Who left the hand-brake off? Investigation under way after Ryanair plane rolls backwards and crashes into airport building, destroying tail wingPosted: June 6, 2014
- 737-800 was parked at Rome Ciampino Airport when it started to roll
- Aeroplane, which had no passengers on board, smashed into fire station
- Budget airline claims ground staff had not secured aircraft properly
- Witness called it ‘surreal moment’ and saw ‘bits of metal hanging from plane’
A Ryanair plane has been left with £200,000 worth of damage to its rear stabiliser after it rolled backwards 40 metres crashing into an airport fire station.
The force of the impact tore apart the ‘tail wing’ of the £72m Boeing 737 at Rome Ciampino Airport yesterday.
The accident happened shortly after the aircraft, which has been grounded, landed and passengers had disembarked.
This is the damaged caused to a Ryanair plane after it rolled 40 metres into a fire station at Rome’s Ciampino airport, causing more than £200,000 worth of damage
No one was on board the aircraft when the incident happened, according to a spokesman for Ryanair who said the aeroplane was parked but had not been properly secured.
Witness said the plane suddenly began to roll backwards and smashed into the garage of the fire station at the airport causing external damage there as well.
One witness told MailOnline Travel: ‘It was surreal to watch. This big heavy jet just started to roll backwards gathering speed until it crashed into the garage of the airport fire station.
‘The whole thing only lasted a matter of seconds but the noise as it smashed into the building was terrific. It was grinding metal and the damage was quite severe.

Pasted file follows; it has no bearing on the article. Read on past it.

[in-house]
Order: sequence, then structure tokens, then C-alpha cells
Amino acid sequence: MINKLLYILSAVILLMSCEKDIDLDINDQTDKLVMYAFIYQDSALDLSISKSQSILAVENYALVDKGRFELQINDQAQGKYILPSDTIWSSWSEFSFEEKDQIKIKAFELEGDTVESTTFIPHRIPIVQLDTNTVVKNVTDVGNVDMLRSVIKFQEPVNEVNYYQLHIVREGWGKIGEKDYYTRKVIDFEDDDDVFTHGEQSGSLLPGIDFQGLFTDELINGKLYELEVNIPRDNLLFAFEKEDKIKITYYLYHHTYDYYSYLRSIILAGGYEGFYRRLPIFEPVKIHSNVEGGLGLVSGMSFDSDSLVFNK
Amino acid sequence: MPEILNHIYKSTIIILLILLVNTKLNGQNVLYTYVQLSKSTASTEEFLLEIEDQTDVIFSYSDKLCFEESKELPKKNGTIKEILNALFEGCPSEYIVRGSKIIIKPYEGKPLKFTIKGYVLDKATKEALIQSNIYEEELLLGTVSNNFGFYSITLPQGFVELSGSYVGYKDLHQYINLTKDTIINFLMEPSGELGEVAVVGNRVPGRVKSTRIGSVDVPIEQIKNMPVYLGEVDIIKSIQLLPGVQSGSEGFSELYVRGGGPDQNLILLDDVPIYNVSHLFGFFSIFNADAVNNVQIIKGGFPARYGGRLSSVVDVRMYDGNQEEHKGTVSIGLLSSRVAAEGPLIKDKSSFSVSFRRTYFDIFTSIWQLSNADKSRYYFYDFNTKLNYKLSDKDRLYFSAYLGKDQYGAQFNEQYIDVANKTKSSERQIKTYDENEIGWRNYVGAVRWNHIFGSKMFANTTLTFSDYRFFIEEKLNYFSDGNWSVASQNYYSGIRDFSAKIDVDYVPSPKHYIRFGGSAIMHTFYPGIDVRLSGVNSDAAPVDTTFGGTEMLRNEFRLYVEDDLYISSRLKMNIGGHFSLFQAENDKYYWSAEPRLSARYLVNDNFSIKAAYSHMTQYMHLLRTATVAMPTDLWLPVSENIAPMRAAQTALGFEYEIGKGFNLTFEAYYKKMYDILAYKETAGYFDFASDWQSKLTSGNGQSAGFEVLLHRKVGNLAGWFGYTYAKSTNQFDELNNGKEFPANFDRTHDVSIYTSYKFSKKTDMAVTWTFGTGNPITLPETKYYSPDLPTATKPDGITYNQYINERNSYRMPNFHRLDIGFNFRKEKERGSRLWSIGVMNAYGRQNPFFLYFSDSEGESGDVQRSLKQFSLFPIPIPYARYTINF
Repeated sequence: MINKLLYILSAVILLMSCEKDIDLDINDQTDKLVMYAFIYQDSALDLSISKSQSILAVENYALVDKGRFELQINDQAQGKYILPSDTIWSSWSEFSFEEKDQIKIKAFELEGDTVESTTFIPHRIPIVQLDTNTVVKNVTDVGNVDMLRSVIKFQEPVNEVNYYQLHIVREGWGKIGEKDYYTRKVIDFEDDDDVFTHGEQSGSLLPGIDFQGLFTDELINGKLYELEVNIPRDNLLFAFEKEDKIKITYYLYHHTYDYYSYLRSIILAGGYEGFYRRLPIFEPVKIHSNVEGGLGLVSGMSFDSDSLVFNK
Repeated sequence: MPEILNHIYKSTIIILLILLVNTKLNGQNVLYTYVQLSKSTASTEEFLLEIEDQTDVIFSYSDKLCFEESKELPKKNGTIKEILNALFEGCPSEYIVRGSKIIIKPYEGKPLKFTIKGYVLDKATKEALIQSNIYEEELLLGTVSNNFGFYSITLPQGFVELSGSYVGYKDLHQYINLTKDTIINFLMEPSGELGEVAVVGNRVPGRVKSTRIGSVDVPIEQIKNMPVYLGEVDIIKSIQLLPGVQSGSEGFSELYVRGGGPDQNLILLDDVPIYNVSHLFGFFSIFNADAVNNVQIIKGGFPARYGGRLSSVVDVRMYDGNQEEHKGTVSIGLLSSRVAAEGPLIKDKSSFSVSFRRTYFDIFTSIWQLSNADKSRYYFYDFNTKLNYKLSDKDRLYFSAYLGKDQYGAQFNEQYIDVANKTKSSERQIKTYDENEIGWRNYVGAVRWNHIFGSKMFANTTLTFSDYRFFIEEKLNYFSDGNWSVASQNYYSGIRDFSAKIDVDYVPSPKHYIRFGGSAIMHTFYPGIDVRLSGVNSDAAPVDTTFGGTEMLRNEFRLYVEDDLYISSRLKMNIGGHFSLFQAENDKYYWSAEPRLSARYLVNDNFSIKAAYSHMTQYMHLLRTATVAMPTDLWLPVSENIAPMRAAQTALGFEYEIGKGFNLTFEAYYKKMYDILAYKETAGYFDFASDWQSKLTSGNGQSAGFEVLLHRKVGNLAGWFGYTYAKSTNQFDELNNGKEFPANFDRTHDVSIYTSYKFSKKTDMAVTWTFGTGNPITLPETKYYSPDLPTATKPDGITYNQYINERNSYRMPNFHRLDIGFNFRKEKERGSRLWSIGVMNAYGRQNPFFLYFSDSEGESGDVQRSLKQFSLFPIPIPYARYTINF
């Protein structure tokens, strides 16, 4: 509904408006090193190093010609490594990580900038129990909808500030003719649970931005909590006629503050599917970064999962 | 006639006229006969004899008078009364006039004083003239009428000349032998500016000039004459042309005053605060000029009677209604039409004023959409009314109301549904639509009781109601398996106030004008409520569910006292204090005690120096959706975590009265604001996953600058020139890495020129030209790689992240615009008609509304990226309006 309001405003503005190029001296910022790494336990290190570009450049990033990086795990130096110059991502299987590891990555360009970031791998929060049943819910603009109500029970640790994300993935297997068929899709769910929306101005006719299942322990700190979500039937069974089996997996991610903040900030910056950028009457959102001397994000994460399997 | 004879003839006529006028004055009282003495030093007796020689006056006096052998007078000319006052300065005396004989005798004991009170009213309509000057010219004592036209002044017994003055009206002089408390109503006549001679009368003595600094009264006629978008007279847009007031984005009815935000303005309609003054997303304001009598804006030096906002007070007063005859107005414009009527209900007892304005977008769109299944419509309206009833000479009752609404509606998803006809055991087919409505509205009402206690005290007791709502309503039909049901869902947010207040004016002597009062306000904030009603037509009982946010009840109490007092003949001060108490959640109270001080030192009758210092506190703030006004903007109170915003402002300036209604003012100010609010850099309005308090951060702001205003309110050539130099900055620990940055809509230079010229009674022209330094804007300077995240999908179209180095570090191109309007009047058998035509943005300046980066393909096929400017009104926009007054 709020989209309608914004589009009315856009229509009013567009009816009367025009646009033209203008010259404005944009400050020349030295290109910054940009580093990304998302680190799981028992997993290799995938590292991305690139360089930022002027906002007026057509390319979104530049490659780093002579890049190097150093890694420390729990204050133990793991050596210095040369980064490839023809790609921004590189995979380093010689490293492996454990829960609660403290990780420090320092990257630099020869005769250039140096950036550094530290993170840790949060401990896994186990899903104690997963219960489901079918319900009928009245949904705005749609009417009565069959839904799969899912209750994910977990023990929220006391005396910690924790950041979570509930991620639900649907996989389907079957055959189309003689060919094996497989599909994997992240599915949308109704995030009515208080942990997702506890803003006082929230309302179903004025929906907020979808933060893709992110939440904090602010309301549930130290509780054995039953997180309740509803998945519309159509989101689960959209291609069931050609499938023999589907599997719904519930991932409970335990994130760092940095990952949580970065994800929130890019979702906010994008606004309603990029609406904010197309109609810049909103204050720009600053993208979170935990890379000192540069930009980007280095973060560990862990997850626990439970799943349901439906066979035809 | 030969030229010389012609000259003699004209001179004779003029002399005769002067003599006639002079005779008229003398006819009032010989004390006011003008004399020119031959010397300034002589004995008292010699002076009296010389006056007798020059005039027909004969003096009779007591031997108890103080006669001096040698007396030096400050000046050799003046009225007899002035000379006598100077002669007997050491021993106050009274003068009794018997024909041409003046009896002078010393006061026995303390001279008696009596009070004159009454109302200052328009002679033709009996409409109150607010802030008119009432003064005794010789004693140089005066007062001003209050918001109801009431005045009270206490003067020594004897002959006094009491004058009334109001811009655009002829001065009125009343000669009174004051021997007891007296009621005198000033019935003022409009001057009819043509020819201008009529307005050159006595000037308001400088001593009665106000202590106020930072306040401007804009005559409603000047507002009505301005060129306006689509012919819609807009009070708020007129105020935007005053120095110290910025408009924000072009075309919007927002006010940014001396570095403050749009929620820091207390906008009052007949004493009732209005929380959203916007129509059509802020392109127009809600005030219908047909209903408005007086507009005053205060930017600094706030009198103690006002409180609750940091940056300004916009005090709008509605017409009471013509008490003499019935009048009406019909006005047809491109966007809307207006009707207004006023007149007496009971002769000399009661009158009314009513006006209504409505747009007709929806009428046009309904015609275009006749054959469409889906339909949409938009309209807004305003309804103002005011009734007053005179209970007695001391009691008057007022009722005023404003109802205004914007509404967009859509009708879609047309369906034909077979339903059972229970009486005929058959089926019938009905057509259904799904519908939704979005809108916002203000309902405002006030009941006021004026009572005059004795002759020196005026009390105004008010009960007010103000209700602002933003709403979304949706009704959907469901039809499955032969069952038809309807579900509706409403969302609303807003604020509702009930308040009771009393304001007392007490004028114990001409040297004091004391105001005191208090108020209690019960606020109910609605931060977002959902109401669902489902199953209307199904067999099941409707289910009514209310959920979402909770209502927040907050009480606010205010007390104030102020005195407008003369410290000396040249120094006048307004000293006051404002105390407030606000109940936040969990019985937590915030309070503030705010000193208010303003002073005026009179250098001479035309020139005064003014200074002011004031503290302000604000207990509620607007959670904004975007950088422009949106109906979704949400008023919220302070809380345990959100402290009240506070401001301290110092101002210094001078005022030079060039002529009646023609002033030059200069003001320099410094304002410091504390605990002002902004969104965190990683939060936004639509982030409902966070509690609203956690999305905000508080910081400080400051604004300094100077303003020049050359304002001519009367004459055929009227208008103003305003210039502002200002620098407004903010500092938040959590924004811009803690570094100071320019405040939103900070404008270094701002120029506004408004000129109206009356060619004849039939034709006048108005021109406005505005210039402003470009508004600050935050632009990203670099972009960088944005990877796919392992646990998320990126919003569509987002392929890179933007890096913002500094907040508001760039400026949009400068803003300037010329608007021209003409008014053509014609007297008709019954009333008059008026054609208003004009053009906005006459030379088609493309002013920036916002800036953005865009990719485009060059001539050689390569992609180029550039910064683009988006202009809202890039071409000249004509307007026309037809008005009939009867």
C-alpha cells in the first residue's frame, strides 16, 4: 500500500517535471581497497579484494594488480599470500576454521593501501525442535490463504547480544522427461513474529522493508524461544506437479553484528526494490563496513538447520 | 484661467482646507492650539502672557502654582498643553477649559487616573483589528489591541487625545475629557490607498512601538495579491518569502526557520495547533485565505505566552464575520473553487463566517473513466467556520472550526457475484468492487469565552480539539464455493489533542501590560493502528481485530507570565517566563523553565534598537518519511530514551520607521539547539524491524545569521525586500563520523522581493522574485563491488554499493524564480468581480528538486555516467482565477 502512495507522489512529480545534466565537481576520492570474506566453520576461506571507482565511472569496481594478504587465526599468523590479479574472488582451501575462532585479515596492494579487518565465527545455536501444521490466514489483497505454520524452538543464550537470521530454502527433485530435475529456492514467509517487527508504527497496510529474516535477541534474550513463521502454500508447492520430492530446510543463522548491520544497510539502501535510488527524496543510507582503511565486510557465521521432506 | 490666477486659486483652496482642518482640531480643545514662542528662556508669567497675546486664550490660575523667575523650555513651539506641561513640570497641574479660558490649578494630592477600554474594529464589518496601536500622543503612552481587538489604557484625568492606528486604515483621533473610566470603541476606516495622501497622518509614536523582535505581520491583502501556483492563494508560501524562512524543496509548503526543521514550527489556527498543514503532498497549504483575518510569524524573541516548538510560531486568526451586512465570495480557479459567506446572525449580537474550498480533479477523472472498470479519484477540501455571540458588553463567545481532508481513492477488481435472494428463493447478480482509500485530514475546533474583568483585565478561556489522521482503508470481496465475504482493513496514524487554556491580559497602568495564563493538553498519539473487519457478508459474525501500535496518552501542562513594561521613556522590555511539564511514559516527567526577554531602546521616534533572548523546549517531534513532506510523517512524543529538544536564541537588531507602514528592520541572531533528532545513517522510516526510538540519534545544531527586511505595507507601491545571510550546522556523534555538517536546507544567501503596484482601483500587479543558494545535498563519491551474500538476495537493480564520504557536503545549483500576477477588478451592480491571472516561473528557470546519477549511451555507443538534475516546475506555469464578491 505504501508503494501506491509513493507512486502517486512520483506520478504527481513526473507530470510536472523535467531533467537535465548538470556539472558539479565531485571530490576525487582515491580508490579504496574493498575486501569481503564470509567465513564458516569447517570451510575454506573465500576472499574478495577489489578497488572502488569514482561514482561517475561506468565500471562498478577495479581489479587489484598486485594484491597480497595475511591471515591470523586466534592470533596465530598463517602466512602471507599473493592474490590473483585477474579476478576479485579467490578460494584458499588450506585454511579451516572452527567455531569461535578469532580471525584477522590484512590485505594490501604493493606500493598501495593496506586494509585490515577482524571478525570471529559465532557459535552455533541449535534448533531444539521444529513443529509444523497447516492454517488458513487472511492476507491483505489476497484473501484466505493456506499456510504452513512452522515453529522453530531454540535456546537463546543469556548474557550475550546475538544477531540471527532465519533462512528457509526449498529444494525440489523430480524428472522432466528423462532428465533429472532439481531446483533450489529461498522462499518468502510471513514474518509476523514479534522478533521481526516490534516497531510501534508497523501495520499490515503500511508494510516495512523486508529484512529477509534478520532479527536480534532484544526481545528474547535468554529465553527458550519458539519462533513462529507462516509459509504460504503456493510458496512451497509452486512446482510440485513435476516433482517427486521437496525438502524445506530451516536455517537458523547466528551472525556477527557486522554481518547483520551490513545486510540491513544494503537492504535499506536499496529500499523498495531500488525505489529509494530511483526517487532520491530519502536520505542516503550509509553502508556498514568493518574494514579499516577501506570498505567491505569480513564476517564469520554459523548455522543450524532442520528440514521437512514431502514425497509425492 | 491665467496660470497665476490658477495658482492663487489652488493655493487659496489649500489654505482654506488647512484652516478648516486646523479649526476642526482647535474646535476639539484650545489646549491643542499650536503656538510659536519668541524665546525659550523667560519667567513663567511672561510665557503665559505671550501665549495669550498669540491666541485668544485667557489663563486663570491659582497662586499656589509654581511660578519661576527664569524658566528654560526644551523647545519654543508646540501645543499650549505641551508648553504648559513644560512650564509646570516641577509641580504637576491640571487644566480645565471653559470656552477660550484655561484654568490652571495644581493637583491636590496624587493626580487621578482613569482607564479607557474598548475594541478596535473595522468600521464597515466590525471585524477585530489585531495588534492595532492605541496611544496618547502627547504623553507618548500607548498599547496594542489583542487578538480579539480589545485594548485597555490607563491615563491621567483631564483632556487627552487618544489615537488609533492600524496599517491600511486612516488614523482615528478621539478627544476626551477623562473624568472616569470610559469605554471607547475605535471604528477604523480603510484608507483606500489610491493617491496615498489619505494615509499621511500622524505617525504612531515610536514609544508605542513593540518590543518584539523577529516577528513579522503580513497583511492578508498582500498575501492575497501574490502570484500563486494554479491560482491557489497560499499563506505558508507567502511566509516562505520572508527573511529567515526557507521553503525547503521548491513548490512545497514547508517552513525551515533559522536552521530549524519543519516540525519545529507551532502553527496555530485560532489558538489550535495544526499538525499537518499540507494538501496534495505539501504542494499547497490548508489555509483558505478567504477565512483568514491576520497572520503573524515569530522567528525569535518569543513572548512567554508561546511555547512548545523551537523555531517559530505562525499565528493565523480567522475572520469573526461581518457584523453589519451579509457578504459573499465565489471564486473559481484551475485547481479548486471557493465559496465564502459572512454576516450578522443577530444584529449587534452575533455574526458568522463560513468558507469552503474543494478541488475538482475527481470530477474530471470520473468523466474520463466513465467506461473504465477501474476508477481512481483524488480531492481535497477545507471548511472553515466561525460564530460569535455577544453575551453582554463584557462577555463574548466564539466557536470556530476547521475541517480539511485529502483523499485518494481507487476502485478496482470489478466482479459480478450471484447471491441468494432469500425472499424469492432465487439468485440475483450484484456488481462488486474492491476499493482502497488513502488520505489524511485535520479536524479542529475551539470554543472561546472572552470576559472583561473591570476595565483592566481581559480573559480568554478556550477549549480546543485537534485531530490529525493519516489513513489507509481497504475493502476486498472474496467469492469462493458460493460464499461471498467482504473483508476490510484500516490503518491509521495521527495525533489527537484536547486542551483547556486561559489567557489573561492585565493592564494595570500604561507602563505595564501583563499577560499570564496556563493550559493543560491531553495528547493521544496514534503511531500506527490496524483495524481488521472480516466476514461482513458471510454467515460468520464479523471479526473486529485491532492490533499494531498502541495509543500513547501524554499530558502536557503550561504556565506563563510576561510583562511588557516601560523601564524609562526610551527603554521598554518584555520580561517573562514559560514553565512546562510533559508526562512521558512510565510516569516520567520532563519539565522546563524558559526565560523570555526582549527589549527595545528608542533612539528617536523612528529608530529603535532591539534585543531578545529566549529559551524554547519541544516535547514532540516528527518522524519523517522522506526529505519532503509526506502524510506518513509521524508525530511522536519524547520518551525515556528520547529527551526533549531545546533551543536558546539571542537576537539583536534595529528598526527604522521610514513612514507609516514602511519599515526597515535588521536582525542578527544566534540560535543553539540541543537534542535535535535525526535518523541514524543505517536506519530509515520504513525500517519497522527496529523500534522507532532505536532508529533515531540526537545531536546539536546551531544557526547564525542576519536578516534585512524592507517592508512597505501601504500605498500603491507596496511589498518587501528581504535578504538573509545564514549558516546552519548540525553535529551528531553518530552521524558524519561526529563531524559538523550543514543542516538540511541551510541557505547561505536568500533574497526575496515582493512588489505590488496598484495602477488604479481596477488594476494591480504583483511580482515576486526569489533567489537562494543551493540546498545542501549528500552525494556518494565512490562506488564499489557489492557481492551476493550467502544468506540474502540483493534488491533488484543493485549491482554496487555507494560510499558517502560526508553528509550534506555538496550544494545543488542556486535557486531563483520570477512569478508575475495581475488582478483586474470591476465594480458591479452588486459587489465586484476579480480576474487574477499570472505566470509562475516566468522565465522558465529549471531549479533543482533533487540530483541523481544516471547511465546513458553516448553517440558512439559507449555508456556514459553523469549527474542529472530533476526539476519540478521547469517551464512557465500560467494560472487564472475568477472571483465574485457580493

‘The guttering on the building was ripped off and wires and bits of metal were hanging off the plane.
Damaged: The 737-800 plane was not properly secured on landing, and so began to roll backwards. Nobody was on board at the time, according to a Ryanair spokesman
‘It’s a good job no one was standing by the garage or driving past as the plane would have slammed into them.’
Usually when a plane is parked stationary at an airport brakes are applied and chocks positioned against the wheels to prevent it rolling backwards or forwards.
The area where the incident happened is slightly uphill and close to the main terminal which is used by millions of passengers, many of them British, every year.
Ryanair, which was recently voted the UK’s worst airline, blamed the ground handling agent for the incident.
Robin Kiely said: ‘Ryanair has asked the ground handling agent (Groundcare) to investigate why it failed to properly secure a Ryanair aircraft at Rome Ciampino Airport yesterday.
‘The parked and unoccupied aircraft rolled back and made contact with a remote building damaging its rear stabiliser.
‘This is currently being replaced and the aircraft will shortly return to service.’
Incident: Tourists leaving a Ryanair plane at Ciampino airport (file image)
A spokesman for Ciampino airport said: ‘We are investigating the cause of the incident and whether proper procedures were followed.
‘We are aware of reports that chocks were not in place and that’s why the police have also been involved and a criminal investigation is also under way.
‘Until that is completed there is nothing else to say.’
Groundcare, which was unavailable for comment, is currently on strike at the airport, forcing Ryanair to cancel flights.
The damaged plane was out of service due to the strikes, which have seen Ryanair flights delayed today.
Passengers at Rome’s second airport are facing long lines and flight cancellations because of the wildcat strike by baggage handlers.
The unannounced strike began Wednesday morning at Ciampino, a hub for Ryanair and other budget airlines.
About 850 workers of Groundcare, one of seven private companies that handle unloading baggage and cargo at Rome airports, are striking to recover back pay. Groundcare recently filed for bankruptcy protection.
Ciampino was paralysed by the dispute, and airport employees passed out water and hotel information to frustrated, stranded customers during the peak tourist season in Rome.
Flights were cancelled into Wednesday evening. Italy’s civil aviation authorities were meeting with Groundcare and the workers to try to resolve the dispute.
Read more: http://www.dailymail.co.uk/travel/article-2649525/Investigation-way-Ryanair-plane-rolls-backwards-crashes-airport-building-destroying-tail-wing.html#ixzz33r9mykt3
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